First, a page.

2) there had to have been a big mess that many people needed to clean it up/see it all
    Which would have been accomplished by a private company in most cases (companies who specialize in biohazard crime scene cleanup), and who probably are subject to confidentiality as part of any standard contract for those services whether with a government agency or for a private client.

    3) it took TWO shots from a shot gun, not ONE to do the job (suspicious to me), and finally,
    Would be suspicious if the weapon was a single barrel; double barrels would account for a two shot discharge.

    4) one of the persons with whom he had just been in litigation with, over land ownership, also committed suicide in that same time frame.
    Certainly would raise suspicion. But without reading the medical examiner's report (the ONLY way that ANYTHING can be confirmed regardless of what other sources say) that in and of itself would still pale if the autopsy otherwise pointed to suicide. You need to get your hands on that report as it'll be the definitive source for unbiased information.

    Just a couple more questions - are attorney's the only ones allowed access to court hearings or is this accessible to others? Aren't the documents supposed to be filed in the court house? Do court records management ever get audited? One case started in 1973 went to 1981 and I found the original files in the County Library!
    It depends. On a lot of factors, particularly the type and nature of the case in question, and whether the judge or the parties involved pushed for records to be sealed.

    Once a case is closed, that's pretty much it and the records are sent to storage. These days, more likley to be scanned and stored, and the originals kept for some number of years and then destroyed.

    But again, for a suicide investigation, nothing happens in the courtroom - it's all accomplished via the medical examiner and only goes further (ie to law enforcement) if the cause of death is ruled or suspected as criminal activity - then criminal charges move to court once a suspect is charged. Typically the only way a suicide case is bright into court is when family sues an insurance company for not paying on a life insurance claim (or when an insurance company files to get money already paid BACK after a fraudulent claim or new evidence comes to light that would have made the claim non-payable).

    Just remember as you dig into this, that some of the people who are giving you information may have their own agendas - which may NOT include being truthful with you, and, may NOT have all the facts (especially if THEY either didn't directly witness what happened or they don't have a copy of the autopsy report either). Beyond that report, it's all speculation, so start there.
    Catherine NeSmith
    Executive Director
    AARDVARC.org, Inc.
    http://www.aardvarc.org

    Fave Big Bang Theory site: Sheldon Cooper Fans

  8. #8
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    Default Re: Finding the Legal Reports From a Suicide Case

    Thank you, Aardvarc.

    As far as finding any documentation on the suicides (any of them), it probably makes more sense to get any information from the medical examiner, if possible, as you've already pointed out. I put a call into that office today, but don't expect to hear back until next week.

    Secondly, the files I discovered in the library help to show at least one previous controversy - even so, from what you're saying about the record keeping process, it may not have been that unusual to find those documents in the library as I did.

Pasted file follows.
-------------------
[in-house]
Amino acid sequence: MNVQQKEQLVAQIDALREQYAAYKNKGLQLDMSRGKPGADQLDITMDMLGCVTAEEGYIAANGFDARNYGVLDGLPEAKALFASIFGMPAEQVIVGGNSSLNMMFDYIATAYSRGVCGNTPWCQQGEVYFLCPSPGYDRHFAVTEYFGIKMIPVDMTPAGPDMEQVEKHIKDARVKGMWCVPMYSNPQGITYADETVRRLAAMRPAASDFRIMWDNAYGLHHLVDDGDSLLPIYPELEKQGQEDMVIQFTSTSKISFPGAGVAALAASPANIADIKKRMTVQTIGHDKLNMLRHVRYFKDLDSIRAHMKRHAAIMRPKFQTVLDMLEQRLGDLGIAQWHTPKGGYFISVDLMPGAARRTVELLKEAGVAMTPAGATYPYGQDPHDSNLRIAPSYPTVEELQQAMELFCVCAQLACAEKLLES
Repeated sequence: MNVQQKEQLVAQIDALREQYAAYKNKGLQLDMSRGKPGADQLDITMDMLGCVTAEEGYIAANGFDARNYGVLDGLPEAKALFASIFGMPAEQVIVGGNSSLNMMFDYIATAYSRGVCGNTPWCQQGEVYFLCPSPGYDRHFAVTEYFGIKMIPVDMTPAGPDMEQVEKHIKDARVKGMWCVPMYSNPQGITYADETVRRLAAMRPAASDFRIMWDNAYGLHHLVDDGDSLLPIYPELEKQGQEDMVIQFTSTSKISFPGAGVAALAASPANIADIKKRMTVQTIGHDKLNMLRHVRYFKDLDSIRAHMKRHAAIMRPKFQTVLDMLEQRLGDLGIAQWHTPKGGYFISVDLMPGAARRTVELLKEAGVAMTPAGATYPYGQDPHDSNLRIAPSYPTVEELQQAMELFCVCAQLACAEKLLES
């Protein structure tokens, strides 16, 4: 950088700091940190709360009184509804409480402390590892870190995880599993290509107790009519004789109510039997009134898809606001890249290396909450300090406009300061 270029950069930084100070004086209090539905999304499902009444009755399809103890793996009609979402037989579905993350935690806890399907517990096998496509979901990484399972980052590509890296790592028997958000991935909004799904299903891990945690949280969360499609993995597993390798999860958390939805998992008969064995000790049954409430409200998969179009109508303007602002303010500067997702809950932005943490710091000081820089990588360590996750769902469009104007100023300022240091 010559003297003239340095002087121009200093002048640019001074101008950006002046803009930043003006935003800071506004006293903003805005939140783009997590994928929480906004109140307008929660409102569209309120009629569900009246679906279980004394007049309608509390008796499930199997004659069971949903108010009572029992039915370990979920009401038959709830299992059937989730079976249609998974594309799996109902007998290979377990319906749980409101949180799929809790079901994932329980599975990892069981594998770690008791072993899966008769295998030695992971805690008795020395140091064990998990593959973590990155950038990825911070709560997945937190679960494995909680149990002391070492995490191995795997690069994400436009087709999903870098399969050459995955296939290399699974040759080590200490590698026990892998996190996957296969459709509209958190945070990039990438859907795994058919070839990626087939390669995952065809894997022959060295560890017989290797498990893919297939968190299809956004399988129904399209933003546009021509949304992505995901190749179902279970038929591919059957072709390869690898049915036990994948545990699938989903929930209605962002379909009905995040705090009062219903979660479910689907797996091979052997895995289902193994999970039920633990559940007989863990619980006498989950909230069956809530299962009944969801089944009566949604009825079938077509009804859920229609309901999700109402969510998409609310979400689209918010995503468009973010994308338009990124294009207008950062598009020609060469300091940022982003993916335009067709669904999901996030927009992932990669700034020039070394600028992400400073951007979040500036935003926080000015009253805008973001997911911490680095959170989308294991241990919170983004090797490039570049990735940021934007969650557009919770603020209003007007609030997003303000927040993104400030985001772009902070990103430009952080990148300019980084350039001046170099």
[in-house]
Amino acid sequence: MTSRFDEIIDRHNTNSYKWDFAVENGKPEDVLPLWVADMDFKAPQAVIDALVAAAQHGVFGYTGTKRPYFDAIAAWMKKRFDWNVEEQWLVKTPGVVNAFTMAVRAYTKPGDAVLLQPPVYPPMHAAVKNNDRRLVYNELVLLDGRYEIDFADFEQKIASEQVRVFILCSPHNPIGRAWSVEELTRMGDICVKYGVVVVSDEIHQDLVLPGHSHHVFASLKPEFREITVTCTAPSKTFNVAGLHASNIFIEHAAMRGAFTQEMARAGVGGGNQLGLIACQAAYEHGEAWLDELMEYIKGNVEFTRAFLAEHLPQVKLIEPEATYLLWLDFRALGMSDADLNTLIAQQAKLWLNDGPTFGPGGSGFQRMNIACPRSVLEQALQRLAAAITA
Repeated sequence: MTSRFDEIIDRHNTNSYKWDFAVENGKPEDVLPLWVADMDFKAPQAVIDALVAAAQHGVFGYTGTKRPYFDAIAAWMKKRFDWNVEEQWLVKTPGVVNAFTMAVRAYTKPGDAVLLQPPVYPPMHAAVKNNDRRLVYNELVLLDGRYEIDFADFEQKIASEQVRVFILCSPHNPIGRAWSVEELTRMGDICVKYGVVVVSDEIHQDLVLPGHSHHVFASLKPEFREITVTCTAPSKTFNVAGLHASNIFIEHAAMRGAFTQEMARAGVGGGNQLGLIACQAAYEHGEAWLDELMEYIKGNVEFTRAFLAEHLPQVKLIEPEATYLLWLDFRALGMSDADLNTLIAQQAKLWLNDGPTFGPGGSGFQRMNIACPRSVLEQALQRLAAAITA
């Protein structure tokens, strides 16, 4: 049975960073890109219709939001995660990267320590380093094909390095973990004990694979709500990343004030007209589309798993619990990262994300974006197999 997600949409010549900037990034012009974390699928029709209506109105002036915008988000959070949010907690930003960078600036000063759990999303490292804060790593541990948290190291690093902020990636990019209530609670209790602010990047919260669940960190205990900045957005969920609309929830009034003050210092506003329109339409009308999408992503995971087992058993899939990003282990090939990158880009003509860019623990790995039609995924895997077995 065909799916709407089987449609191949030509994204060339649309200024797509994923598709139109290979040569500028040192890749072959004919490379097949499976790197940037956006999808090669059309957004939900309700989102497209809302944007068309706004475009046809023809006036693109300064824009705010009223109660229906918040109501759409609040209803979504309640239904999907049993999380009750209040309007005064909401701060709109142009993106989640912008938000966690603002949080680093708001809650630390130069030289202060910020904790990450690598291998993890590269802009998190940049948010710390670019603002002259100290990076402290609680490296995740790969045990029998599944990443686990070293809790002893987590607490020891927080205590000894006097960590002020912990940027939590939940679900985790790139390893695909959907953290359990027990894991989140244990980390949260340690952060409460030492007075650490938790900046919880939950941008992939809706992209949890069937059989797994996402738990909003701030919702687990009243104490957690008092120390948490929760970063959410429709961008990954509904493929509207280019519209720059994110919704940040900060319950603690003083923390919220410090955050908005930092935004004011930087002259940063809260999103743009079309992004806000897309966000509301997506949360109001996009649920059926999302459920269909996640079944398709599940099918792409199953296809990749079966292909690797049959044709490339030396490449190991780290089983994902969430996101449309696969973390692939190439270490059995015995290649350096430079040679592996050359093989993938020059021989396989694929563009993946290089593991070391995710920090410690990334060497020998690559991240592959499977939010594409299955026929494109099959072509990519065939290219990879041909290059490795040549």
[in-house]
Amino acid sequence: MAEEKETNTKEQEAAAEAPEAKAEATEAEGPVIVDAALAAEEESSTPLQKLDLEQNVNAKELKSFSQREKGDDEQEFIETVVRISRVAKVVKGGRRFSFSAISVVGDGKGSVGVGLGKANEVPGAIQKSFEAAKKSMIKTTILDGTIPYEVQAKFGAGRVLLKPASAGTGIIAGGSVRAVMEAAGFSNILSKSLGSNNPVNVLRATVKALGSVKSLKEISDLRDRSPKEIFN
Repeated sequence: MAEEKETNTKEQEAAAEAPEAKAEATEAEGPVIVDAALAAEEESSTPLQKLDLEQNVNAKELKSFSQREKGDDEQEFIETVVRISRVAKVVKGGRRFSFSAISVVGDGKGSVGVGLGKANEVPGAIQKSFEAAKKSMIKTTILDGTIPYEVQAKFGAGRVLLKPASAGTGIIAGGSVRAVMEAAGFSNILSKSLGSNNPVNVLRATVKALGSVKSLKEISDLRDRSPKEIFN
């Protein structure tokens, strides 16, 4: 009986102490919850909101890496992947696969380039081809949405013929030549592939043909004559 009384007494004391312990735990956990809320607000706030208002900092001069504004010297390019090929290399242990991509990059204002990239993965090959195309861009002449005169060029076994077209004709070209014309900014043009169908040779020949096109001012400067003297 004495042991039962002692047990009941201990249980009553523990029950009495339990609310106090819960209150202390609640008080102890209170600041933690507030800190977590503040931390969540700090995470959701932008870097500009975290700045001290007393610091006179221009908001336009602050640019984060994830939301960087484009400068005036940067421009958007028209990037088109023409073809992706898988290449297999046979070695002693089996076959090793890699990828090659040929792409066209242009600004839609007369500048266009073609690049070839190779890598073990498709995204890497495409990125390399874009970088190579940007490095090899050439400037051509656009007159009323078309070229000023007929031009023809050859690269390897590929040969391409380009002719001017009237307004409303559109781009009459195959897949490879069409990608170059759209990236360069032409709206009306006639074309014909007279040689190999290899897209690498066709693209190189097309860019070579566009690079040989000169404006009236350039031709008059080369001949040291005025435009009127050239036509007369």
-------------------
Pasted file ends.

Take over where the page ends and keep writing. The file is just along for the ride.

Finally, you are SO RIGHT - the people telling the stories have their own agenda's and right now, ALL I have are their stories. It will be interesting to find out what credible documentation shows if it turns up. The sister who first mentioned that her Dad and her Brother (court house suicide) committed suicide ultimately ended up with the property and her boyfriend has the piece of property identified in the Wills and Deed that conveyed it to my father, which is really the main point of all the research. We got an oil and gas lease to sign, but there is significant discrepancies with the land descriptions and the lease, which is what started us down this road of discovery.

    Nevertheless, the contextual information involved in the entire storyline sure are curious -and- illusive.

    Thank you again,

    Barbieo

  9. #9
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    Cool 1998 Suicide in Al FOLLOW-UP and Question

    Hi again,

    Since we started this thread, I've left numerous messages for the coroner's office as suggested, however, I've received absolutely no response. I understand everyone is busy and it's hard to find time to return calls (or answer the phone, I guess).

    Even still, I really want to find these cases as there are numerous ones related to each other.

    Is there any other way to obtain the reports from the medical examiner? Is there a coroner out of the state of Alabama that would have access and could request it? Or, should I make a request through the legal system or?

    Any advice is greatly appreciated.

    Thanks - Barbieo

  10. #10

    Default Re: 1998 Suicide in Al FOLLOW-UP and Question

    First, I'd put your request in writing and send it with a return receipt requested.

    Second, I'd ask specifically that the reports be made available within 10 business days. If you want to pick them up, state so - otherwise include a large envelope with plenty of postage.

    If you still get no response, then it's time to start calling up the chain of command - starting with your Board of County Commissioners (who pay the salary of the medical examiner and staff) and your state's Attorney General (under whom a medical examiner is appointed). It also can't hurt to read up on your state public records disclosure policies, so that when someone in the office hemms and haws and says they don't think they can release XY or Z documents, you'll have the answer as to where the authority to do so stems from.
    Catherine NeSmith
    Executive Director
    AARDVARC.org, Inc.
    http://www.aardvarc.org

    Fave Big Bang Theory site: Sheldon Cooper Fans